Well at the end the moral seems to be that life is what you make it and amidst the unbearable sadness and death the hero Toru decides to live. He could have chosen differently but in that moment when he is on the beach far away from home it is the sense of enough being enough that drags him back to Tokyo.
This was enjoyable but quite why it stirred all the fuss it did is not something I can picture immediately. Perhaps there was a shock caused by the sexual scenes in the book and the relatively casual attitude that the characters have towards sex. Maybe the theme of suicide was very cutting edge for the time and stirred interest? Not sure about either of those but it does seem dated.
What perhaps makes it more so is the decision to date it in 1968/69. But reading this in 2008 when most of the subjects tackled by this book appear in the weekly run of Eastenders it is no longer that shocking.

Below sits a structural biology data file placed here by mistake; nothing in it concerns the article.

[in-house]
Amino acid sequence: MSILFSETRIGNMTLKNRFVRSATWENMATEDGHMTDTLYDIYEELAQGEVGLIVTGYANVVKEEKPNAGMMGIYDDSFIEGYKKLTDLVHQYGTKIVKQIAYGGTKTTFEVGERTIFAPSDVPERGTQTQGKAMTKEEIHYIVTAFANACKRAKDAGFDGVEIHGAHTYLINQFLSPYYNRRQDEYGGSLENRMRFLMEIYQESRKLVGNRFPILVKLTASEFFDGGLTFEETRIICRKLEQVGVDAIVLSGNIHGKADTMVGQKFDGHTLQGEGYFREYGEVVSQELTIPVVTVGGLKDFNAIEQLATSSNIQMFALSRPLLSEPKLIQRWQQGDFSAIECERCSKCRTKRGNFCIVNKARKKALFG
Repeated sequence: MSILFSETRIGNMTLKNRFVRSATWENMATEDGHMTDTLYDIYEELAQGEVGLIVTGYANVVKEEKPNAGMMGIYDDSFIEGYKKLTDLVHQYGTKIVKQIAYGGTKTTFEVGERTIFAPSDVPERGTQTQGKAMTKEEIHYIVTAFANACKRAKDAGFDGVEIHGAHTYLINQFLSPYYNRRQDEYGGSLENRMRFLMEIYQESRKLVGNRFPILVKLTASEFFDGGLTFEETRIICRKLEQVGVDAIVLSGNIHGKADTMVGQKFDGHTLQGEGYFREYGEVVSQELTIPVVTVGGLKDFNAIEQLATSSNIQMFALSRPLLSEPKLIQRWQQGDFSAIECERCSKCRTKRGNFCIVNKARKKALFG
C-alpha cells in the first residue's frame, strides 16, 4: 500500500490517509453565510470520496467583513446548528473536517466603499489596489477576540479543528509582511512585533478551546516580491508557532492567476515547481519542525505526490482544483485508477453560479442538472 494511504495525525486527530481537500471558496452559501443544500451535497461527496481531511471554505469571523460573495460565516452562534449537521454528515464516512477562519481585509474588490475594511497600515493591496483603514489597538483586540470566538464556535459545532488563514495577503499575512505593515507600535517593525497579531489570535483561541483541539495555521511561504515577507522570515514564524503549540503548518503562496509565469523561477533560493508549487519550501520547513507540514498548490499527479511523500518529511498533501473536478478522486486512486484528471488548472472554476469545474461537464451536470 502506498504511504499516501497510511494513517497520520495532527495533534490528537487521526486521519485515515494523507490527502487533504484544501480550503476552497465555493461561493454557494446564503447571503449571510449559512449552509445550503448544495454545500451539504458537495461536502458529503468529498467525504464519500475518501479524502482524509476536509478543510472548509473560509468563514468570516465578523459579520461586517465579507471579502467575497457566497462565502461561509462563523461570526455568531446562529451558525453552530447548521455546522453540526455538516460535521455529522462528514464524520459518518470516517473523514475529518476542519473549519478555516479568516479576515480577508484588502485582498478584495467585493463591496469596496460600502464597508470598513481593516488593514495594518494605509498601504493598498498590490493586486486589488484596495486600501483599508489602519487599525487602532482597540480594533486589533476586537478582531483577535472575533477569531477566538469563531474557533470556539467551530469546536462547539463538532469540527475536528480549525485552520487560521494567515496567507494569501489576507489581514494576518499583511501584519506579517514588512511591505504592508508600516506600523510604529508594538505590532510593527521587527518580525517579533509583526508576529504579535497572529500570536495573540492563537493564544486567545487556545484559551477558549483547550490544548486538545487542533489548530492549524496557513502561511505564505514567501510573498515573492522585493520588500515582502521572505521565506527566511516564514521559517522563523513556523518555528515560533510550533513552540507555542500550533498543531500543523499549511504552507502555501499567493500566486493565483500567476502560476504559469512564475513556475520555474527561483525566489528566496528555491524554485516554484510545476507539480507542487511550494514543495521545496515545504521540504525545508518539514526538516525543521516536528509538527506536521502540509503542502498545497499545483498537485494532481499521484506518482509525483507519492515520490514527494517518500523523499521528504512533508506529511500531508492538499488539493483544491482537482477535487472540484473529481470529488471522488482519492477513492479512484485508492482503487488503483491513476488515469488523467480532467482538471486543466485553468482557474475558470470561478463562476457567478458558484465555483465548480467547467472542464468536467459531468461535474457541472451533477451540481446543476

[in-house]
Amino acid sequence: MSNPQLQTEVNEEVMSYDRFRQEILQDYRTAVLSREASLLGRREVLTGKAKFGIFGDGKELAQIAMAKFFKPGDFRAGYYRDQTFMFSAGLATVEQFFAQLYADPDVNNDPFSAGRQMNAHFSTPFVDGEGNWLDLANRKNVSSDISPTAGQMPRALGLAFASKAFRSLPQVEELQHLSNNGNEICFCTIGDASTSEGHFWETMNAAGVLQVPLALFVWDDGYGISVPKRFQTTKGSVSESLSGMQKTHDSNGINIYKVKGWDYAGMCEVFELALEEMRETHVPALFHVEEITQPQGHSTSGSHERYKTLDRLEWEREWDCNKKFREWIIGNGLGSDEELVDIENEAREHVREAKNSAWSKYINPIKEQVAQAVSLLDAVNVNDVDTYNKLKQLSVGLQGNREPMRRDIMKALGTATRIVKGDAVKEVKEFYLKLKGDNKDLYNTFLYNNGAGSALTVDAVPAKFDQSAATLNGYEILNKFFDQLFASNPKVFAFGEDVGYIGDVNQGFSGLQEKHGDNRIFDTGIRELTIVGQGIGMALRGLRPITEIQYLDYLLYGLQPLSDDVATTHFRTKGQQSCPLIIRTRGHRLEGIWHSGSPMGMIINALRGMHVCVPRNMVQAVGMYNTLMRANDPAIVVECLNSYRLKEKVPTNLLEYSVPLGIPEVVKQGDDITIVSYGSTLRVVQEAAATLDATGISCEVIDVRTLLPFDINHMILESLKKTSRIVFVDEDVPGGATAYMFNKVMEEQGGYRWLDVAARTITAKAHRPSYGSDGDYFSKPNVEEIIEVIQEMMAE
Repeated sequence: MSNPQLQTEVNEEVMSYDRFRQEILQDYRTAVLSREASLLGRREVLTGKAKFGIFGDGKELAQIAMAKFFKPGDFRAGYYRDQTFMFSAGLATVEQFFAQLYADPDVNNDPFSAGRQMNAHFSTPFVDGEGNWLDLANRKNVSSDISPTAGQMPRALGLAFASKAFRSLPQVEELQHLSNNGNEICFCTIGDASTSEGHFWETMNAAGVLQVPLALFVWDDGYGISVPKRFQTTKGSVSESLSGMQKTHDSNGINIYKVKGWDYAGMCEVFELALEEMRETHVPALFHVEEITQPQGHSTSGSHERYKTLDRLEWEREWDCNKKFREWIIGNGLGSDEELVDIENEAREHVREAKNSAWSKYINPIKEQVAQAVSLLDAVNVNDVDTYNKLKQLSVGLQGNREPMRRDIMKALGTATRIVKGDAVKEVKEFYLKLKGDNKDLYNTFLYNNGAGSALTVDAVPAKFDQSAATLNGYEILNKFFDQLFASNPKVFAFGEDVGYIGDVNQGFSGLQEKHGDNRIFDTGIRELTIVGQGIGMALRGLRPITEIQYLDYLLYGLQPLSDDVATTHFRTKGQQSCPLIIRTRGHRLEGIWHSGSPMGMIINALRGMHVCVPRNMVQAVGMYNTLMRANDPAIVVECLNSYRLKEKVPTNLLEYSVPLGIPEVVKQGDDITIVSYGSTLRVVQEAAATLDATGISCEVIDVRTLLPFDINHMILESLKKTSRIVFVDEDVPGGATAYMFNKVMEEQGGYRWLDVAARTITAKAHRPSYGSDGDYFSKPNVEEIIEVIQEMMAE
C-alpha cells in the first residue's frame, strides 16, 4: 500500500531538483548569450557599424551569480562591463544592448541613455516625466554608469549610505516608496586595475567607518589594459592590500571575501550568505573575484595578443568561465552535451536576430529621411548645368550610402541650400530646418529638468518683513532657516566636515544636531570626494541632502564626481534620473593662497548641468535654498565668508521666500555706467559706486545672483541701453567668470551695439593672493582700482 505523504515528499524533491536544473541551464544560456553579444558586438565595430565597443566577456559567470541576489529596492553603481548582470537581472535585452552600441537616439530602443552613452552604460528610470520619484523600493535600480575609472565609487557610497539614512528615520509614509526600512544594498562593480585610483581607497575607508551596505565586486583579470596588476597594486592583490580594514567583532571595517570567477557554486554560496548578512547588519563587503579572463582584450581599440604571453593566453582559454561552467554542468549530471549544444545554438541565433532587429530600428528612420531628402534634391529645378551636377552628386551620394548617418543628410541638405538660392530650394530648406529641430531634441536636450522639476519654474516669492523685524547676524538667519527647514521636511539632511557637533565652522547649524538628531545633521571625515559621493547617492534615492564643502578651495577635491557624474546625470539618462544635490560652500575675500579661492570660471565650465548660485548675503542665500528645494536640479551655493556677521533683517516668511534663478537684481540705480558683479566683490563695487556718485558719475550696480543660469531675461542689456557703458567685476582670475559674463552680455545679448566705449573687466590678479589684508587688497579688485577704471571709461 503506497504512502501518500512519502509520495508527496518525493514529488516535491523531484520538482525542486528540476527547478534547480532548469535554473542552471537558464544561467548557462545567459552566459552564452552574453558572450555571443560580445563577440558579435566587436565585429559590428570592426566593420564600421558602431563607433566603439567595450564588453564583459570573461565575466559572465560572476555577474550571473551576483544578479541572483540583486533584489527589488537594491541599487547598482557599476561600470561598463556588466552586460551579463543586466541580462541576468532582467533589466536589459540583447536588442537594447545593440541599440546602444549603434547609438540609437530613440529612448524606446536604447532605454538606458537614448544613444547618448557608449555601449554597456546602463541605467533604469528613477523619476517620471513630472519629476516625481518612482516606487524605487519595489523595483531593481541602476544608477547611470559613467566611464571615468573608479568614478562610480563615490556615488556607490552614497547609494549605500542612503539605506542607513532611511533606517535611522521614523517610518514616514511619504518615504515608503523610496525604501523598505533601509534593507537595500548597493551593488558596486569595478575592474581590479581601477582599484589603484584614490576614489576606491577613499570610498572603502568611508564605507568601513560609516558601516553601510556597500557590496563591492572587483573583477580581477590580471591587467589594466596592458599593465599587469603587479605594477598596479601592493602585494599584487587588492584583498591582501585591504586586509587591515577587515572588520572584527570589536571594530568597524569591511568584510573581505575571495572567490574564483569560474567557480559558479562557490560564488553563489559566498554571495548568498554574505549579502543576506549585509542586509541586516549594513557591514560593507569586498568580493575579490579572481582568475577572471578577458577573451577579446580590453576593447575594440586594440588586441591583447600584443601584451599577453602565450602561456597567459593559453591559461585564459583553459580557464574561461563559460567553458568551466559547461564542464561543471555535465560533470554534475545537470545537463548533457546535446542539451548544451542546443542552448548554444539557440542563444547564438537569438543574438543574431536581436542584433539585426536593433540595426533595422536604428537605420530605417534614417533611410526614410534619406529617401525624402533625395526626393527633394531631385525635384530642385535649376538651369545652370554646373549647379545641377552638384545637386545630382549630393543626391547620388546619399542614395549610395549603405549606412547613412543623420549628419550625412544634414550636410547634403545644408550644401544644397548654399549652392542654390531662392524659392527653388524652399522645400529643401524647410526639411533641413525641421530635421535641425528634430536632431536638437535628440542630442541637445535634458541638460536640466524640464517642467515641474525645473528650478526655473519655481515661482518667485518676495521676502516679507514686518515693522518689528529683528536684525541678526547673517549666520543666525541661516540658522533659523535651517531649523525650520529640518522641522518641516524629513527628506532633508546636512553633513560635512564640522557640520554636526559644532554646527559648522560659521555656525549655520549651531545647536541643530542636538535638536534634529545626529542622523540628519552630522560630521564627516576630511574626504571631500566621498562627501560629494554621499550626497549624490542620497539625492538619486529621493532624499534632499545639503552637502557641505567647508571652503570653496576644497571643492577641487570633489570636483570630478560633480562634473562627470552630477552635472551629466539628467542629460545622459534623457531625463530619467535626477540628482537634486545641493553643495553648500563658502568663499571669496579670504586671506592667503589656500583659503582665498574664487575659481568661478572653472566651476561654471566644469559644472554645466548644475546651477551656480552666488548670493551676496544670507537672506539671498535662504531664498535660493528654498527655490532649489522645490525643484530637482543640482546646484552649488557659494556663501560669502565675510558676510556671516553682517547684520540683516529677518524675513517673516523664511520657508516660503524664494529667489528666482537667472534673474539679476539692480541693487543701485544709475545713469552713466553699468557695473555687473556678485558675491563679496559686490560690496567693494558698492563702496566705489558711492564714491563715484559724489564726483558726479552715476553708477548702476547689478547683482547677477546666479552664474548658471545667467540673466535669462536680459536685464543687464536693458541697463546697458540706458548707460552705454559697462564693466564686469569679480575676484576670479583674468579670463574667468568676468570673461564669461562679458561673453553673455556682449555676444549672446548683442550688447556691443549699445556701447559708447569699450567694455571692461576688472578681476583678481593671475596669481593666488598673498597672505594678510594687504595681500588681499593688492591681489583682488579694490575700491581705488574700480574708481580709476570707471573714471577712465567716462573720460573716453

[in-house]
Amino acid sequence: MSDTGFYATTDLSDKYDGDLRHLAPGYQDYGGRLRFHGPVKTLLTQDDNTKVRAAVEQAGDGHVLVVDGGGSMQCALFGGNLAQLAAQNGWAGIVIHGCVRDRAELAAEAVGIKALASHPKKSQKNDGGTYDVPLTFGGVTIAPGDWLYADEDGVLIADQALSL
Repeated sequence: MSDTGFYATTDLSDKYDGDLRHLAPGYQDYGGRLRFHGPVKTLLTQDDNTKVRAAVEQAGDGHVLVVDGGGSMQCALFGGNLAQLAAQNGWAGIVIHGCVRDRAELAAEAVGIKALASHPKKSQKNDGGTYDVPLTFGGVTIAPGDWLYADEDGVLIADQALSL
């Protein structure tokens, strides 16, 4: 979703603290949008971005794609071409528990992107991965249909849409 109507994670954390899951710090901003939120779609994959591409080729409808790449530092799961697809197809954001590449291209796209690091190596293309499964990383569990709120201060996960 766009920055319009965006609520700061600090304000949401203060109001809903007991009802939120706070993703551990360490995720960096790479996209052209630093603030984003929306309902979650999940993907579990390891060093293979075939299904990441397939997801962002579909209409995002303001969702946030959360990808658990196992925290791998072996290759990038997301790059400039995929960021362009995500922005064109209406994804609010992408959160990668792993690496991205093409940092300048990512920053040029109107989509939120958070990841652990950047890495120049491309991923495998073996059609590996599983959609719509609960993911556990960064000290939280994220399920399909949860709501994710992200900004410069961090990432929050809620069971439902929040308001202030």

What does succeed is the writing around the main character. This is a coming of age book where the main character has to cope with death, isolation, loneliness and the oddities of other people. But it is the lack of a supporting cast that heightens the sense of loneliness. A memorable read for that aspect alone. Where are you he is asked at the end of the book and you had to wonder how that question gets answered.
A review will follow soon…